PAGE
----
If you came of age after 1990, I’m not sure what the Cold War (traditionally 1946-1990) means to you. I can speculate:
- A past period in which people somehow got by and had fun (if one can call it that without computers and cell phones) in spite of knowing that, at any minute, everyone might learn that their world could have twenty minutes to live.
- A weird time full of fallout shelters, black-and-white duck-and-cover films in school, conscription (which means when you turn 18, it’s either go to college and be in the military later, or just get it over with now), and anti-Communist hysteria.
- Nothing at all, since it’s before your time, and history is boring.
In fact, it is your time. Control of nuclear weapons technology is looser than it was during the Cold War. The threat of nuclear mines is greater than ever. The bomb doesn’t have to create a mushroom cloud: nuclear weapons exploded in the upper atmosphere would create electromagnetic pulses, disrupting everything within a certain very large radius that contains electronics (including most refrigeration). Chemical and biological weapons still exist, and can even be produced in homebrew fashion (though none of that would do as much harm as their military grade versions).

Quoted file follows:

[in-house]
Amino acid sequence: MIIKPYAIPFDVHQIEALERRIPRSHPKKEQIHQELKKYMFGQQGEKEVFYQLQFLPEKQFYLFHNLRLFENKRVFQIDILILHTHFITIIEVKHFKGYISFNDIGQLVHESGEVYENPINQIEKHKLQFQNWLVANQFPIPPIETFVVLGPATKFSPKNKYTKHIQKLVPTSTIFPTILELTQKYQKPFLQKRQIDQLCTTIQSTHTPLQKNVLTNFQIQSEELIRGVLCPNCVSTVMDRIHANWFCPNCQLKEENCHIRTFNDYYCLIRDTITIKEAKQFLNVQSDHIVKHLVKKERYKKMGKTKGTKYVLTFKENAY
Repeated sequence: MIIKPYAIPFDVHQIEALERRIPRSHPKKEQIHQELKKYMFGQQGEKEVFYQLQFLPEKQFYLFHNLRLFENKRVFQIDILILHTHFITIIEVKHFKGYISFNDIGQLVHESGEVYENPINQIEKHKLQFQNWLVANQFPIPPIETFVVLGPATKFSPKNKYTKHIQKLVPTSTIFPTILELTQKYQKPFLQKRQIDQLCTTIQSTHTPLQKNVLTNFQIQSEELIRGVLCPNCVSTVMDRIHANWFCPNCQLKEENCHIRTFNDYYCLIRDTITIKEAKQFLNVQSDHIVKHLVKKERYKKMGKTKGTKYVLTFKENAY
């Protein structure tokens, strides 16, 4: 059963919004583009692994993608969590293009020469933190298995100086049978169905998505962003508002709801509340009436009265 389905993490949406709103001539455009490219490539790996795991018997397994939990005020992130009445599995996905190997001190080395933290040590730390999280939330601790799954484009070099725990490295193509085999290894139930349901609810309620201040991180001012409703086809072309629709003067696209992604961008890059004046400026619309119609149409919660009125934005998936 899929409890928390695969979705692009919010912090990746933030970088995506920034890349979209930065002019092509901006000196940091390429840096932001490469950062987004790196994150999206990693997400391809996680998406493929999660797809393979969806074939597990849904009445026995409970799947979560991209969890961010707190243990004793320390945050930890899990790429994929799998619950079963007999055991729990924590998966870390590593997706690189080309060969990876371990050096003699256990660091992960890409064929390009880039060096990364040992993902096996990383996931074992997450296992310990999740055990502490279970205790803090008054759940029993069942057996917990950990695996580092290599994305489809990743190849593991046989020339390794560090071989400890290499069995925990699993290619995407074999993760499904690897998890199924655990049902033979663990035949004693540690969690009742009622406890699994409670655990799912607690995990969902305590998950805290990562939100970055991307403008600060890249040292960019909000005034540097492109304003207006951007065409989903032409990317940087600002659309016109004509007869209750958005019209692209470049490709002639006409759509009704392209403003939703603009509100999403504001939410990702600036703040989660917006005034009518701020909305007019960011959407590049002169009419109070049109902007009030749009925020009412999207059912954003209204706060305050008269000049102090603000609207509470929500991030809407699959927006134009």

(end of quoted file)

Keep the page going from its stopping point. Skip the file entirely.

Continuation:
If anything, we were safer then than you are now, because the few Cold War nations with the capacity to deploy such weapons had very vested interests in ensuring that no one dared deploy them. A bunch of religious or political fanatics might not care. So, unfortunately, we didn’t win or end the Cold War. In the end, we just shifted it around. I know I feel less safe now.
But I promised to explain our Cold War to you. I will. It will explain a lot about your parents and grandparents.
During the Cold War, US policy involved combating avowedly socialist and communist world powers and their proxies or pawns. We did this by fostering and promoting our own proxies or pawns, which we called ‘allies.’ Non-aligned nations, of which there were many, would play both sides or just try to stay out of it all. Some, like Finland, had to do so as a matter of national prudence. Others, like India, realized that they had nothing of value to gain from embroilment in the Cold War, or had quite enough to deal with at home and on their own borders.